This information was provided by state coordinators and was collected from surveys of county agents, extension specialists, private consultants and research entomologists. All data are averaged over a total reporting unit. For example, if a unit report represents 100 acres had an 8% loss on 25 of those acres, then in the table summary this shows up as a 2% loss. ((.08 x 25)/100). This type of averaging is used for all data reported, including yields and costs of control. Because of averaging and rounding some individual state summary numbers listed as '0' are slightly larger. Costs are averaged to the nearest cent, bales and acres to the nearest whole number, other numbers are rounded to the nearest .001
Arthropod pests reduced overall yield by 4.18% in 2004. There were 13.5 million acres of cotton planted in 2004, but only 12.1 million acres harvested. Oklahoma at 10.84% reported the greatest percentage loss to insects in 2004. The bollworm/budworm complex was the top pest of 2004 taking 1.23% of the 2004 crop. Almost 82% of the US crop was infested with the complex of which 94% were bollworms. Lygus at 1.06% also exceeded 1% reduction. Fifty-one percent (51%) of US cotton acres was infested by Lygus. Stink bugs were third at 0.588% and Thrips were fourth at 0.559% reduction and infested 94% of US cotton acres. Cotton fleahoppers reduced yields by 0.192%. Two western species, pink bollworm at 0.170% and silverleaf whitefly (Bemesia sp) at 0.115% were 6th and 7th respectively. No other pest exceeded 0.1% reduction. Spider mites at 0.080% were 8th infesting 3.1million acres. Boll weevils at 0.071% were 9th infesting 1.6 million acres. Aphids (0.056%) were 10th in the pest ranking. Total cost of management and loss to insects to the 2004 crop was $1.118 billion or $81.58 per acre. Of those costs approximately $54 are direct insect management costs.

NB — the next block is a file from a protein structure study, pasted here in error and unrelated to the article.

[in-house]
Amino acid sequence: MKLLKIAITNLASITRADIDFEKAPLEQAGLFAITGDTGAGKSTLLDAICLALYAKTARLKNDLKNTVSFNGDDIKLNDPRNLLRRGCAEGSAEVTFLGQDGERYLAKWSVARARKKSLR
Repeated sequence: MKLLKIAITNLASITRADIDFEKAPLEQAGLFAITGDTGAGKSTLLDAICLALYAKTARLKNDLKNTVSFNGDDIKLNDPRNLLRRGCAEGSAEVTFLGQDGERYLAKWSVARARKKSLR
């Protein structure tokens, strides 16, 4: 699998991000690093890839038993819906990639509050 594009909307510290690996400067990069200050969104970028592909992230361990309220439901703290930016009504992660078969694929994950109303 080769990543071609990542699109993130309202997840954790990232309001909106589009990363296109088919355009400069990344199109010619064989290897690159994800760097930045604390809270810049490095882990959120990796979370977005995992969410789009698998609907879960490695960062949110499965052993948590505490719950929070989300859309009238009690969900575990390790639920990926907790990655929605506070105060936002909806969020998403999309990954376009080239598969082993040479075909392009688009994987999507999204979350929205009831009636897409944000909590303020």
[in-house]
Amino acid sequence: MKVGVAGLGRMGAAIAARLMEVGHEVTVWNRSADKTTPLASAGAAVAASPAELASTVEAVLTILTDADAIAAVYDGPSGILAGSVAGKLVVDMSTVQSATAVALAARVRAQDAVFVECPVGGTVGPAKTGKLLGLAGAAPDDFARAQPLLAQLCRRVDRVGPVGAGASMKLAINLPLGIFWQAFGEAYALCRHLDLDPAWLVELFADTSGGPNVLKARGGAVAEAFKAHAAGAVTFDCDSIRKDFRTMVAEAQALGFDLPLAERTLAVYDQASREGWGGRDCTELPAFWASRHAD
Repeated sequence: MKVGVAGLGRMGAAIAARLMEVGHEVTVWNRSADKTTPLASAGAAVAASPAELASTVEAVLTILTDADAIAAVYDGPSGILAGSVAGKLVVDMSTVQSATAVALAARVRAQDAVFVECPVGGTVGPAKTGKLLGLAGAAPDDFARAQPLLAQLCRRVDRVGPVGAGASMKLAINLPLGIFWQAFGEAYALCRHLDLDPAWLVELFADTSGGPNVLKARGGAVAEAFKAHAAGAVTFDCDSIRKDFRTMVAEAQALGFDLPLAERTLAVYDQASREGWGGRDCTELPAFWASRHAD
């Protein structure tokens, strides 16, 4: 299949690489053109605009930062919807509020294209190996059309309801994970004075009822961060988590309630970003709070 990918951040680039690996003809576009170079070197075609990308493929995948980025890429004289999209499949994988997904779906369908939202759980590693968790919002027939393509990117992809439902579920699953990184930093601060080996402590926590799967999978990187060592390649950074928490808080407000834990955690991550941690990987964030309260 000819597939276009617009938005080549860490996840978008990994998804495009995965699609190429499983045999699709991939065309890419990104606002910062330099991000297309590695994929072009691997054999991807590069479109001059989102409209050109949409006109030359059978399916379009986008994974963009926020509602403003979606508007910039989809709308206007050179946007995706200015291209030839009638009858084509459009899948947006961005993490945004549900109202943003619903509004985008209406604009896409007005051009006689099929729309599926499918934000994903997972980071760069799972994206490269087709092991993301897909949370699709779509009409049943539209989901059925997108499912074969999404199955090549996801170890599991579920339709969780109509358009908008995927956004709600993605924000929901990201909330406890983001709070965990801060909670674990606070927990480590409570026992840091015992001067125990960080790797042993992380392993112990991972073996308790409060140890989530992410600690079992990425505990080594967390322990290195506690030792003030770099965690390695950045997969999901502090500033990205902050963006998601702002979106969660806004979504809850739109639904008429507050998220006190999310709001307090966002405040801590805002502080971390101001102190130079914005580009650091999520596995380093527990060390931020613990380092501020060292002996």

The Cotton Insect Losses Estimates are a simple attempt to arrive at the average cost of control of cotton arthropod pests. We attempt to arrive at the most accurate estimate possible for arthropod management activities, but have also added other costs which are incurred in cotton insect pest management. These 'additional' costs increase the bottom line of expenditures for arthropod pest management - but also more accurately reflect true expenditures. We include 'at planting insecticide costs,'(an estimate of the cost of systemic insecticides applied at planting for control of Thrips and other pests of seedling cotton); 'Bt cotton costs,'(an estimate of the technology fee); 'eradication costs'(which include the maintenance fee in those states which have eradicated the weevil and other eradication projects); and 'scouting costs;' in addition to the traditional 'foliar insecticide costs.' Bales lost are also given a dollar value using 480 pound bales at $0.65 per pound. Remember, these are estimates and may not totally reflect an individual farm or area, but they do reflect trends and serve as a general comparison.
This work is sponsored by the Cotton Foundation and is accomplished only through the diligent effort of the aforementioned coordinators, Dr. Frank Carter, Dr. John Adamczyk and Mr. Gene Burris.